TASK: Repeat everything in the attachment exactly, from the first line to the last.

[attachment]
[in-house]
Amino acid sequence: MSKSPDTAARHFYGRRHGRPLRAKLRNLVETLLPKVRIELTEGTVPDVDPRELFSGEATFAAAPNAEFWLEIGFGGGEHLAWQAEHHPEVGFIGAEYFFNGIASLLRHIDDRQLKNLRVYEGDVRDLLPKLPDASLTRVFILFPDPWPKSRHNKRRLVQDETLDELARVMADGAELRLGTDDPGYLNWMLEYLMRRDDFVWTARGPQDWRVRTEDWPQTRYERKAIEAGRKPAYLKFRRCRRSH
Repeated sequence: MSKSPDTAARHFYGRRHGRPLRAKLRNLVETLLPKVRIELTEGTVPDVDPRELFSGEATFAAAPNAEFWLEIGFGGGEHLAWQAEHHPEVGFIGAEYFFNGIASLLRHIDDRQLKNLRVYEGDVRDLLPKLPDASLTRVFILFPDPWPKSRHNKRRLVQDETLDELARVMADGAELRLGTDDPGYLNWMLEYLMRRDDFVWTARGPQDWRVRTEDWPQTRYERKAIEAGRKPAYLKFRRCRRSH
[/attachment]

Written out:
[in-house]
Amino acid sequence: MSKSPDTAARHFYGRRHGRPLRAKLRNLVETLLPKVRIELTEGTVPDVDPRELFSGEATFAAAPNAEFWLEIGFGGGEHLAWQAEHHPEVGFIGAEYFFNGIASLLRHIDDRQLKNLRVYEGDVRDLLPKLPDASLTRVFILFPDPWPKSRHNKRRLVQDETLDELARVMADGAELRLGTDDPGYLNWMLEYLMRRDDFVWTARGPQDWRVRTEDWPQTRYERKAIEAGRKPAYLKFRRCRRSH
Repeated sequence: MSKSPDTAARHFYGRRHGRPLRAKLRNLVETLLPKVRIELTEGTVPDVDPRELFSGEATFAAAPNAEFWLEIGFGGGEHLAWQAEHHPEVGFIGAEYFFNGIASLLRHIDDRQLKNLRVYEGDVRDLLPKLPDASLTRVFILFPDPWPKSRHNKRRLVQDETLDELARVMADGAELRLGTDDPGYLNWMLEYLMRRDDFVWTARGPQDWRVRTEDWPQTRYERKAIEAGRKPAYLKFRRCRRSH